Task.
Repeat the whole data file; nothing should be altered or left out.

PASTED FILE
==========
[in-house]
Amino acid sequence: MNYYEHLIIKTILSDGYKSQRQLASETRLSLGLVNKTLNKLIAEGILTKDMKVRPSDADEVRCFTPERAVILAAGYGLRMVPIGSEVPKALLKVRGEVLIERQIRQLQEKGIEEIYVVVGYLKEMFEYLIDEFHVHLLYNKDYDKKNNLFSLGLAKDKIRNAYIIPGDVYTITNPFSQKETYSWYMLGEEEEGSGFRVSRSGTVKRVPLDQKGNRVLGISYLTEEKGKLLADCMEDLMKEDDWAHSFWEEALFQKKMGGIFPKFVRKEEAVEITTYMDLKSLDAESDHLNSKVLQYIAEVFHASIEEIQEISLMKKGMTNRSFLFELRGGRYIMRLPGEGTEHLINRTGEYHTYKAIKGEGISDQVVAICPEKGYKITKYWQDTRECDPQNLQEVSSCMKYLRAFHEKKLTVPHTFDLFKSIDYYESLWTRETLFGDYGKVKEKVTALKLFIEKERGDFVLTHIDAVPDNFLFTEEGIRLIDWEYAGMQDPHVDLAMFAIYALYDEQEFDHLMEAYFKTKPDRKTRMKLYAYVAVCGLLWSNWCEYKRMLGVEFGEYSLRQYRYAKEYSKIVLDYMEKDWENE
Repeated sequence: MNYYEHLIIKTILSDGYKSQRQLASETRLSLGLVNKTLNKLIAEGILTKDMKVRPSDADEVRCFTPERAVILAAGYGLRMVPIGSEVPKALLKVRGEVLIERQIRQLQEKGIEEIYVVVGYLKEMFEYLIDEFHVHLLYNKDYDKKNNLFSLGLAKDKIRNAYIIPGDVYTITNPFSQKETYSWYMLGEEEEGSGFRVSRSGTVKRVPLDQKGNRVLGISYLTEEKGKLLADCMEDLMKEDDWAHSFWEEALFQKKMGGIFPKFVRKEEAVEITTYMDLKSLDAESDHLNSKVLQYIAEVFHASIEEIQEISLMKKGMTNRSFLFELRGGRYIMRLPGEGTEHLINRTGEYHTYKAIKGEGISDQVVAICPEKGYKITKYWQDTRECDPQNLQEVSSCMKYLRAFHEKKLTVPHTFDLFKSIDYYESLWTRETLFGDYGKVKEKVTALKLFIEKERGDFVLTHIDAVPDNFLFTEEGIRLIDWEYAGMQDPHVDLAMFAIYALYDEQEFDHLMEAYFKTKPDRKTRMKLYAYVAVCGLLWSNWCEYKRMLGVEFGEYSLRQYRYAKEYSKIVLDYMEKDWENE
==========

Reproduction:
[in-house]
Amino acid sequence: MNYYEHLIIKTILSDGYKSQRQLASETRLSLGLVNKTLNKLIAEGILTKDMKVRPSDADEVRCFTPERAVILAAGYGLRMVPIGSEVPKALLKVRGEVLIERQIRQLQEKGIEEIYVVVGYLKEMFEYLIDEFHVHLLYNKDYDKKNNLFSLGLAKDKIRNAYIIPGDVYTITNPFSQKETYSWYMLGEEEEGSGFRVSRSGTVKRVPLDQKGNRVLGISYLTEEKGKLLADCMEDLMKEDDWAHSFWEEALFQKKMGGIFPKFVRKEEAVEITTYMDLKSLDAESDHLNSKVLQYIAEVFHASIEEIQEISLMKKGMTNRSFLFELRGGRYIMRLPGEGTEHLINRTGEYHTYKAIKGEGISDQVVAICPEKGYKITKYWQDTRECDPQNLQEVSSCMKYLRAFHEKKLTVPHTFDLFKSIDYYESLWTRETLFGDYGKVKEKVTALKLFIEKERGDFVLTHIDAVPDNFLFTEEGIRLIDWEYAGMQDPHVDLAMFAIYALYDEQEFDHLMEAYFKTKPDRKTRMKLYAYVAVCGLLWSNWCEYKRMLGVEFGEYSLRQYRYAKEYSKIVLDYMEKDWENE
Repeated sequence: MNYYEHLIIKTILSDGYKSQRQLASETRLSLGLVNKTLNKLIAEGILTKDMKVRPSDADEVRCFTPERAVILAAGYGLRMVPIGSEVPKALLKVRGEVLIERQIRQLQEKGIEEIYVVVGYLKEMFEYLIDEFHVHLLYNKDYDKKNNLFSLGLAKDKIRNAYIIPGDVYTITNPFSQKETYSWYMLGEEEEGSGFRVSRSGTVKRVPLDQKGNRVLGISYLTEEKGKLLADCMEDLMKEDDWAHSFWEEALFQKKMGGIFPKFVRKEEAVEITTYMDLKSLDAESDHLNSKVLQYIAEVFHASIEEIQEISLMKKGMTNRSFLFELRGGRYIMRLPGEGTEHLINRTGEYHTYKAIKGEGISDQVVAICPEKGYKITKYWQDTRECDPQNLQEVSSCMKYLRAFHEKKLTVPHTFDLFKSIDYYESLWTRETLFGDYGKVKEKVTALKLFIEKERGDFVLTHIDAVPDNFLFTEEGIRLIDWEYAGMQDPHVDLAMFAIYALYDEQEFDHLMEAYFKTKPDRKTRMKLYAYVAVCGLLWSNWCEYKRMLGVEFGEYSLRQYRYAKEYSKIVLDYMEKDWENE